Energy-aware Writes to Non-volatile Main Memory
Scalability challenges of DRAM technology call for advances in emerging memory technologies, among which Phase Change Memory (PCM) has received considerable attention due to its non-volatility, storage density and capacity advantages. The drawbacks of PCM include limited write endurance and high power consumption for write operations (upto 10x in comparison to read operations). In this paper, we investigate new techniques that would perform writes to PCM with energy awareness. Our results show that we can minimize the write energy consumption by up to 8.1x by simply converting PCM native writes to read-before-write, and upto an additional 22.9% via intelligent out-of-position updates.
Towards Realizing a Low Cost and Highly Available Datacenter Power Infrastructure
Realizing highly available datacenter power infrastructure is an extremely expensive proposition with costs more than doubling as we move from three 9’s (Tier-1) to six 9’s (Tier-4) of availability. Existing approaches only consider the cost/availability trade-off for a restricted set of power infrastructure configurations, relying mainly on component redundancy. A number of additional knobs such as centralized vs. distributed component placement and power-feed interconnect topology also exist, whose impact has only been studied in limited forms. In this paper, we develop detailed datacenter availability models using Continuous-time Markov Chains and Reliability Block Diagrams to quantify the cost-availability trade-off offered by these power infrastructure knobs.
Leveraging Thermal Storage to Cut the Electricity Bill for Datacenter Cooling
The electricity cost of cooling systems can account for 30% of the total electricity bill of operating a data center. While many prior studies have tried to reduce the cooling energy in data centers, they cannot effectively utilize the time-varying power prices in the power market to cut the electricity bill of data center cooling. Thermal storage techniques have provided opportunities to store cooling energy in ice or water-based tanks or overcool the data center when the power price is relatively low. Consequently, when the power price is high, data centers can choose to use less electricity from power grid for cooling, resulting in a significantly reduced electricity bill.

In this paper, we design and evaluate TStore, a cooling strategy that leverages thermal storage to cut the electricity bill for cooling, without causing servers in a data center to overheat. TStore checks the low prices in the hour-ahead power market and overcools the thermal masses in the datacenter, which can then absorb heat when the power price increases later. On a longer time scale, TStore is integrated with auxiliary thermal storage tanks, which are recently adopted by some data centers to store energy in the form of ice when the power price is low at night, such that the stored ice can be used to cool the data center in daytime. We model the impacts of TStore on server temperatures based on Computational Fluid Dynamics (CFD) to consider the realistic thermal dynamics in a data center with 1,120 servers. We then evaluate TStore using workload traces from real-world data centers and power price traces from a real power market. Our results show that TStore achieves the desired cooling performance with a 16.8% less electricity bill than the current practice.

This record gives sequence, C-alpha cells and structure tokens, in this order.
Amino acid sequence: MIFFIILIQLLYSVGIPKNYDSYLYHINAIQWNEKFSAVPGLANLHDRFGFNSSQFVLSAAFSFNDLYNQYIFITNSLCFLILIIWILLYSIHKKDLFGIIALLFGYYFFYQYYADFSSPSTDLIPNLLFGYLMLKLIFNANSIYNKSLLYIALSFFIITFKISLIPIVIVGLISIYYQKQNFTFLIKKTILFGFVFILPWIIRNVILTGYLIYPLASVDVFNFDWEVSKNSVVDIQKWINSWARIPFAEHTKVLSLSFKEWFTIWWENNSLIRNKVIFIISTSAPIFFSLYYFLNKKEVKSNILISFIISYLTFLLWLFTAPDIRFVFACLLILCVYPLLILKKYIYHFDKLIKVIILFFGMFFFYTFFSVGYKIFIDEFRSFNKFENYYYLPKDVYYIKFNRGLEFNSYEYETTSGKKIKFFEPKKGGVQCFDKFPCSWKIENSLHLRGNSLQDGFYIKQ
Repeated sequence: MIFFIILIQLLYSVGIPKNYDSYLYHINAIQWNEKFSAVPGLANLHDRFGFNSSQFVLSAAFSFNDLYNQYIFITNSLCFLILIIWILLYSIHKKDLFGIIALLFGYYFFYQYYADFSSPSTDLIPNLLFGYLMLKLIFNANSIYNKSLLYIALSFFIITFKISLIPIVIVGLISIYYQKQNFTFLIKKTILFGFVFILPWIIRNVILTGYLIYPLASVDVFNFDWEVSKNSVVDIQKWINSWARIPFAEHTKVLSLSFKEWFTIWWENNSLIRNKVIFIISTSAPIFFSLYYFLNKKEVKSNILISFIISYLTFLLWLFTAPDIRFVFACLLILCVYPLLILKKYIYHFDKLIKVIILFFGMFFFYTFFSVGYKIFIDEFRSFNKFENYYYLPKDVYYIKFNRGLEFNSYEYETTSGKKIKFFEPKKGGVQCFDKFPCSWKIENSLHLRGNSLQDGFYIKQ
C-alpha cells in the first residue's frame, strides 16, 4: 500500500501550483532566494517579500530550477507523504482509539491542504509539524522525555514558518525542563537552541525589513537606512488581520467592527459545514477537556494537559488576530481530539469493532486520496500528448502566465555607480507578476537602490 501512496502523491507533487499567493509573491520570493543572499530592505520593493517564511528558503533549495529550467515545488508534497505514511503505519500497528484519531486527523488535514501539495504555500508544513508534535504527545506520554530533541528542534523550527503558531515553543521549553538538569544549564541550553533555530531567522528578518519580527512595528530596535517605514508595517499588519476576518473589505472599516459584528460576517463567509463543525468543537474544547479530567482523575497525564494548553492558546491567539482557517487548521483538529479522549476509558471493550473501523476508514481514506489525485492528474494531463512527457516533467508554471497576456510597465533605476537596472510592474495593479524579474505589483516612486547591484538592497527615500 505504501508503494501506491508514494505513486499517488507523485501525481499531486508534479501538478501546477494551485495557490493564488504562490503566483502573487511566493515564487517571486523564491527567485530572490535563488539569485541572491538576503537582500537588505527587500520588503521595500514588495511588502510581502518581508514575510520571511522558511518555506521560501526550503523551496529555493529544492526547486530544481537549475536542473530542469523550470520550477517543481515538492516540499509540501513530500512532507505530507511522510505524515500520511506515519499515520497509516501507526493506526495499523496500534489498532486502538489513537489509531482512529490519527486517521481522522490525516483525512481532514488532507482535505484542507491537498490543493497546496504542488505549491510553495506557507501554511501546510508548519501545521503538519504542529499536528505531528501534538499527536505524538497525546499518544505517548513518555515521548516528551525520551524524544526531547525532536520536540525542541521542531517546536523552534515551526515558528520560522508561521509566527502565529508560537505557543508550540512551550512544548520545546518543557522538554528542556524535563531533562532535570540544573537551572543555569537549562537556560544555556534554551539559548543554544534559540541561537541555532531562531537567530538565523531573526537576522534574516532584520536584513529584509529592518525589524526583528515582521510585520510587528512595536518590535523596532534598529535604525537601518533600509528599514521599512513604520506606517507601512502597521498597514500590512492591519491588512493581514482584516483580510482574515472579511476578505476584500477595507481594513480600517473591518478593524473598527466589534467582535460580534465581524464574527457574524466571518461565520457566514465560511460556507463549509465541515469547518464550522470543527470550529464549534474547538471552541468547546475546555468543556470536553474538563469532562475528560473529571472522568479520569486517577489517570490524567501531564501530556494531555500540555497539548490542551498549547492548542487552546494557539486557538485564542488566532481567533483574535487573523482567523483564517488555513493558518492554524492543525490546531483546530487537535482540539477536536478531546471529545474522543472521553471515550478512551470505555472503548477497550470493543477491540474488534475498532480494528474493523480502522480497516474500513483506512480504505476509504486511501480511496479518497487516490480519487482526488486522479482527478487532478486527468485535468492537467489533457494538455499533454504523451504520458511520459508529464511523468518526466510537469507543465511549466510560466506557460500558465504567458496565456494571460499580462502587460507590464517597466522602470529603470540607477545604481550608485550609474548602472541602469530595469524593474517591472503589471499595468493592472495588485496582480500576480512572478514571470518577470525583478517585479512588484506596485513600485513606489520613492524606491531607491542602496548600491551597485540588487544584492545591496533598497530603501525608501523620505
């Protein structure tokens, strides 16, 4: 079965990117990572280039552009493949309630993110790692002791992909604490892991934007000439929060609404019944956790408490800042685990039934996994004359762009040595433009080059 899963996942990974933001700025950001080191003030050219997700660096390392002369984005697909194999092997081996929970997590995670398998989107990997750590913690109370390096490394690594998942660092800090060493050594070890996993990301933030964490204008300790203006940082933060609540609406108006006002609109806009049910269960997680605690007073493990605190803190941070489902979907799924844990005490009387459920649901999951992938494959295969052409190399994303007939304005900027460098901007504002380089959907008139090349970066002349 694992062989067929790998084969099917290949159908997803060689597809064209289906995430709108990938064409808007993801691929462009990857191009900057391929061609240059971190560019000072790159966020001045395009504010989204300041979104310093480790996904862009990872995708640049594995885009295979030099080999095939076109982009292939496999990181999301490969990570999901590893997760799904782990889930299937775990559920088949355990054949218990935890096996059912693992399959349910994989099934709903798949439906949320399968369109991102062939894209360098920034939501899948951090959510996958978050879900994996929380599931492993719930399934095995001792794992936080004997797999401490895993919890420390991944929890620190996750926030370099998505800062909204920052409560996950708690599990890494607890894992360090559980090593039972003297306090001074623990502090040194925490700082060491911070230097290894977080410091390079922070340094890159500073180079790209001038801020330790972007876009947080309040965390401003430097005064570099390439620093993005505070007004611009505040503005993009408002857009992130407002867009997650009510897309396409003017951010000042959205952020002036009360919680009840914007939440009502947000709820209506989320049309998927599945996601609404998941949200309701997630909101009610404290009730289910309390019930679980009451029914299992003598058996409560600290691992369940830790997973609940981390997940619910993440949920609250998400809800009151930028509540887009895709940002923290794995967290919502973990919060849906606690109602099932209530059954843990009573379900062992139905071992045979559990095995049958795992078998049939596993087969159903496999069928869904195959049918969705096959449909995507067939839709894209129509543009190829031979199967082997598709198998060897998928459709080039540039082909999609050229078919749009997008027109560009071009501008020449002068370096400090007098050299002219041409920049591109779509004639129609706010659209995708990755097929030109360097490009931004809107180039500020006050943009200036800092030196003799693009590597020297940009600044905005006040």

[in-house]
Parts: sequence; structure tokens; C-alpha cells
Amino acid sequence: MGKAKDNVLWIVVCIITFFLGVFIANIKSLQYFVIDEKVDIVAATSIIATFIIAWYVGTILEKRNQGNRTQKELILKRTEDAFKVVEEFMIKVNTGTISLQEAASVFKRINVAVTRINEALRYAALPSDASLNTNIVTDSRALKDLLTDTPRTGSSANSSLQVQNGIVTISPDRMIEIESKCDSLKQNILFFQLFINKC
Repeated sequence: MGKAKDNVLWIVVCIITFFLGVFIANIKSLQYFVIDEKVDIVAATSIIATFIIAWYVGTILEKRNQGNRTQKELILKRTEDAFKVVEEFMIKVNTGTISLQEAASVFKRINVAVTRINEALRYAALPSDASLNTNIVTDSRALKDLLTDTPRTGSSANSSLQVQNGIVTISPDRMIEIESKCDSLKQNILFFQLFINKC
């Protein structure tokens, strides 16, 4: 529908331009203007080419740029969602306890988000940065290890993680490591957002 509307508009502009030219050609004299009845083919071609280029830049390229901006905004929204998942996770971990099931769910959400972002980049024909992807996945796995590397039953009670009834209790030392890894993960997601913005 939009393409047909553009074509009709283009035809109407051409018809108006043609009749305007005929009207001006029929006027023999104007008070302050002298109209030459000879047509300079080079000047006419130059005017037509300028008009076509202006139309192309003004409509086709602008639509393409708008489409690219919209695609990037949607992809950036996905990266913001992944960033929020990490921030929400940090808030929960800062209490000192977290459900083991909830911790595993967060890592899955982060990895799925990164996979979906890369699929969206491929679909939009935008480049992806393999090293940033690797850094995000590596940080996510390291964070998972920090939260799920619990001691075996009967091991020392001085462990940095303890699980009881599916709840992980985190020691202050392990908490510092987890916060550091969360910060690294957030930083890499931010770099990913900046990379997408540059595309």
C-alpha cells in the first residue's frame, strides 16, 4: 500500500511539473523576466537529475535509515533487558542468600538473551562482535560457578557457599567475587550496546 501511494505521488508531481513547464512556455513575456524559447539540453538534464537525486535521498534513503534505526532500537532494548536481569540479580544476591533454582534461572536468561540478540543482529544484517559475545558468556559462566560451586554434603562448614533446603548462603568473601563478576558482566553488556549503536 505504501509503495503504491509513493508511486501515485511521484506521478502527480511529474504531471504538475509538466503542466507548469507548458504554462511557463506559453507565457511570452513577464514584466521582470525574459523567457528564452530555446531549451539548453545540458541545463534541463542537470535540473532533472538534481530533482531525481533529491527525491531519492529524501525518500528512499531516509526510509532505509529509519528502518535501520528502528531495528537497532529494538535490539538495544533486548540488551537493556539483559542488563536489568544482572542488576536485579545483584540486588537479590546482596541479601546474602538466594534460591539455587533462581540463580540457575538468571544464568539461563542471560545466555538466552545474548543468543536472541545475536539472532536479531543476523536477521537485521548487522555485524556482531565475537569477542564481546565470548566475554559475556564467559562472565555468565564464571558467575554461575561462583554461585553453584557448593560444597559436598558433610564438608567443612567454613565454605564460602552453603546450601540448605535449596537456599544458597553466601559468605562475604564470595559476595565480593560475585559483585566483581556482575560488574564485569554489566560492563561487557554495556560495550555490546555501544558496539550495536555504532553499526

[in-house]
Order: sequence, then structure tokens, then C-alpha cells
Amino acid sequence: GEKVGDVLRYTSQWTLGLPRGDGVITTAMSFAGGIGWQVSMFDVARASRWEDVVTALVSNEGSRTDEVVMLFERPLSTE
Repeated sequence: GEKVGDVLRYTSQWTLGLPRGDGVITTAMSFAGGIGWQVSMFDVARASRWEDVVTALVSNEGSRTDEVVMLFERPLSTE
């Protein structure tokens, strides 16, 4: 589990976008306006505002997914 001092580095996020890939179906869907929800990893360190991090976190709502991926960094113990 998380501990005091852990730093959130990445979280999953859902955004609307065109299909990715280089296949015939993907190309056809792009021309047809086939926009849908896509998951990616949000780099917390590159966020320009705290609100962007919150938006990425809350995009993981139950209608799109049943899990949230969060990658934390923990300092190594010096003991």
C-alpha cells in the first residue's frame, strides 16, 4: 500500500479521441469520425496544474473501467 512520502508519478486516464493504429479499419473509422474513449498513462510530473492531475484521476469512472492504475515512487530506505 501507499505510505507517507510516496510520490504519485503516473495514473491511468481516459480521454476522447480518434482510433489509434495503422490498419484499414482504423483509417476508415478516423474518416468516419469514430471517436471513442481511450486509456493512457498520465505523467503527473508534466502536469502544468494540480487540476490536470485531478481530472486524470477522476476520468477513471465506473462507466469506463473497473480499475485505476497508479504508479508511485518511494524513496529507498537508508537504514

Ekho: Bridging the Gap Between Simulation and Reality in Tiny Energy-Harvesting Sensors
Harvested energy makes long-term maintenance-free sensor deployments possible; however, as devices shrink in order to accommodate new applications, tightening energy budgets and increasing power supply volatility leaves system designers poorly equipped to predict how their devices will behave when deployed.

This paper describes the design and initial FPGA-based implementation of Ekho, a tool that records and emulates energy harvesting conditions, in order to support realistic and repeatable testing and experimentation. Ekho uses the abstraction of I-V curves—curves that describe harvesting current with respect to supply voltage—to accurately represent harvesting conditions, and supports a range of harvesting technologies. An early prototype emulates I-V curves with 0.1mA accuracy, and responds in 4.4µs to changes in energy conditions.

Simultaneous Multithreading on x86_64 Systems: An Energy Efficiency Evaluation
In recent years, power consumption has become one of the most important design criteria for microprocessors. CPUs are therefore no longer developed with a narrow focus on raw compute performance. This means that well-established processor features that have proven to increase compute performance now need to be re-evaluated with a new focus on energy efficiency. This paper presents an energy efficiency evaluation of the symmetric multithreading (SMT) feature on state-of-the-art x86_64 processors. We use a mature power measurement methodology to analyze highly sophisticated low-level microbenchmarks as well as a diverse set of application benchmarks. Our results show that—depending on the workload—SMT can be at the same time advantageous in terms of performance and disadvantageous in terms of energy efficiency. Moreover, we demonstrate how the SMT effciency has advanced between two processor generations.